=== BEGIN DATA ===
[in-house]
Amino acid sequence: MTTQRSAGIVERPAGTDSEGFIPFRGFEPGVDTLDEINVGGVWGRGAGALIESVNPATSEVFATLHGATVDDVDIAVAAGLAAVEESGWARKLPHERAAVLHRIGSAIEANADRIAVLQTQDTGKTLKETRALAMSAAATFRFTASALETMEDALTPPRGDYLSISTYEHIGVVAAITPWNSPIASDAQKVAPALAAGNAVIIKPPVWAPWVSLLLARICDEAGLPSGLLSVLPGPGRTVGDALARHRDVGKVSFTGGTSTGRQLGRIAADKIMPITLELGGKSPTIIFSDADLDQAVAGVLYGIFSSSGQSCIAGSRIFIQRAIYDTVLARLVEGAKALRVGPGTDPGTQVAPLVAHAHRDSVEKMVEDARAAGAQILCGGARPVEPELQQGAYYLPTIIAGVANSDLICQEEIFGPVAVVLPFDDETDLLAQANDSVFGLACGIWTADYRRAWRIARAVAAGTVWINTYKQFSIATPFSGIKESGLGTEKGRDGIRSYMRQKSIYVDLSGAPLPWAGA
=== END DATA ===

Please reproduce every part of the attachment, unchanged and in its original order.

[in-house]
Amino acid sequence: MTTQRSAGIVERPAGTDSEGFIPFRGFEPGVDTLDEINVGGVWGRGAGALIESVNPATSEVFATLHGATVDDVDIAVAAGLAAVEESGWARKLPHERAAVLHRIGSAIEANADRIAVLQTQDTGKTLKETRALAMSAAATFRFTASALETMEDALTPPRGDYLSISTYEHIGVVAAITPWNSPIASDAQKVAPALAAGNAVIIKPPVWAPWVSLLLARICDEAGLPSGLLSVLPGPGRTVGDALARHRDVGKVSFTGGTSTGRQLGRIAADKIMPITLELGGKSPTIIFSDADLDQAVAGVLYGIFSSSGQSCIAGSRIFIQRAIYDTVLARLVEGAKALRVGPGTDPGTQVAPLVAHAHRDSVEKMVEDARAAGAQILCGGARPVEPELQQGAYYLPTIIAGVANSDLICQEEIFGPVAVVLPFDDETDLLAQANDSVFGLACGIWTADYRRAWRIARAVAAGTVWINTYKQFSIATPFSGIKESGLGTEKGRDGIRSYMRQKSIYVDLSGAPLPWAGA